hiphopdec wrote:...but maybe your'e to heavy for that board.
+ it is a fish, and they are for gutless waves, so it could be the wrong board for your wave.
I am 6' and range from 85 to 100kg and feel a 6'6" fish (or shortboard with a swallow tail; really depends on whose classifying it) is sufficient for me... What are the full dimensions of the board? I do feel that the problems you have stated all relate back to positioning and timing on take off…
so you do seem to be thinking on the right track. As for hiphopdec’s
statement “it could be the wrong board for your wave”
; true, but a fish performs well in varying wave conditions but is generally suited more to average conditions… What ever the case, you should still be able to get up and have a go in waves from around 2 foot to 6 foot. As you probably already expect, this would just come back to needing a bit more time out there having a go.
hiphopdec wrote:... Also surfing a shortboard is a very skilled art. Its not learnt quickly.
if you are going to put it like that, surfing in general is a skilled art not just ridding a shortboard. Try watching a few “good” traditional longboarders and tell me shortboarding is more of an art form then the traditional longboarding style
. You need to stick with it, any small change in board length is going to feel and act different; you need to give yourself time to adjust to these differences...
TheHammer wrote:1. The tail of the board sinks and the wave passes.
2. The entire board sinks several inches below the surface.
Remember it isn’t a longboard… the take off zone for shortboards is much closer to the break zone; therefore you need to be in closer then what you would need to be on a shortboard. ie. Generally you are taking off right on the lip or just before, on longboard you can take off further out.You are always told that you need to popup quick…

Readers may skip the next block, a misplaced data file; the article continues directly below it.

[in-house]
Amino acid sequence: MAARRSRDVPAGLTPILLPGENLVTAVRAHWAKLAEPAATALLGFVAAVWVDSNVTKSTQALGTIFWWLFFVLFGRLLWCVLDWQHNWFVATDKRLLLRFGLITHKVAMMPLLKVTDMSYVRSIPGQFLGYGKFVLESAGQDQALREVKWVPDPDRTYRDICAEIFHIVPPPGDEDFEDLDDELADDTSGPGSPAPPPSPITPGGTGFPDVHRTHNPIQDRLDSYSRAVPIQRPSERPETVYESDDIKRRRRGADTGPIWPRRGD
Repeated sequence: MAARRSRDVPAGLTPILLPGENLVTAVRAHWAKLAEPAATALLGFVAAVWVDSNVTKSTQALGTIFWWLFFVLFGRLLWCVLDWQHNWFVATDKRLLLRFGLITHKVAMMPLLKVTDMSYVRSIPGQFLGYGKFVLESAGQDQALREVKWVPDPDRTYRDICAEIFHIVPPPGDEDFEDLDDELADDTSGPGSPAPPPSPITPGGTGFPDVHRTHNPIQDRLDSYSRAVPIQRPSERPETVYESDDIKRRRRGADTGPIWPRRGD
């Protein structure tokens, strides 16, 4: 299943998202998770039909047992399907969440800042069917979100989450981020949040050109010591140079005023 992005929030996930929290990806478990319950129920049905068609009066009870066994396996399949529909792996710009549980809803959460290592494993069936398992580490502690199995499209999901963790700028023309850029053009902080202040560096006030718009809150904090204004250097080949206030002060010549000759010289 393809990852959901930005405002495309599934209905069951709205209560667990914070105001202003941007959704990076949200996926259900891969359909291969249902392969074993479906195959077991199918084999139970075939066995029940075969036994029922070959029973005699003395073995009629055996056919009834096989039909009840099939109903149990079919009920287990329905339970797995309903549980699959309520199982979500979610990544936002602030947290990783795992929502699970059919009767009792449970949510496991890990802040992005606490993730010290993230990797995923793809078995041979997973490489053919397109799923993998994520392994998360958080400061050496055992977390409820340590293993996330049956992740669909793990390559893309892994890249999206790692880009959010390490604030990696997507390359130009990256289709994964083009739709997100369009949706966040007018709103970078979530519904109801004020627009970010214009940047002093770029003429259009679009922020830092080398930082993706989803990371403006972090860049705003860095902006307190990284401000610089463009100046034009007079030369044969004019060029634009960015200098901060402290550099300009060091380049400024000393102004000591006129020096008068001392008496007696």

yes true, but try holding back on a few just to feel the wave actually taking you... popping up quick is no use alone. You will probably stuff the wave but in the end you will have a better understanding and feeling for the wave; what’s more it will improve your reaction time and remove that slow movement imprinted by the longboard. The last couple of paddles before getting up on a shortboard are very important…
make them strong but smooth strokes. You are taking off right near the break zone, a good couple of paddles is generally all that is needed unlike on a longboard where you actually paddle on to the wave. If you are surfing relatively flat waves (not pulling over etc.), you will still need to paddle onto them.
TheHammer wrote:3. The nose dips and I wipe out, without even getting a chance to stand up.
Good start, you know roughly what the problem is, keep trying to find the right position… obviously as of yet you haven’t got the ability or feeling for the wave. Board positioning even on take off needs to be adjusted to suit the swell/wave conditions of the day.
A good position for me is when I am laying flat on the board arms and legs out like a star the nose is just breaking the water; when I pull back in, head and shoulders back knees over the board the nose (of the board) pulls out an inch or so… you don’t want to be to far back as the wave will just pass you bye, but you do need to be able to push down if need be to transfer the weight to the back whilst paddling. On a steeper (fast and/or bigger) wave, board positioning is not as important; when you get over the initial drop and increase in speed you will find it much easier to take off on larger waves (although on steep faster waves fitness really plays a major part). Flat pillow like waves (similar to those highly suited to a longboard) require you to find the equilibrium so the board can plain on the surface as you paddle in to it… for this case you may also need to hold back a bit on take off.
Good luck and keep at it… avoid regressing to the longboard until you have mastered getting up and turning. Switching between boards can really hamper your progress until you have mastered both.
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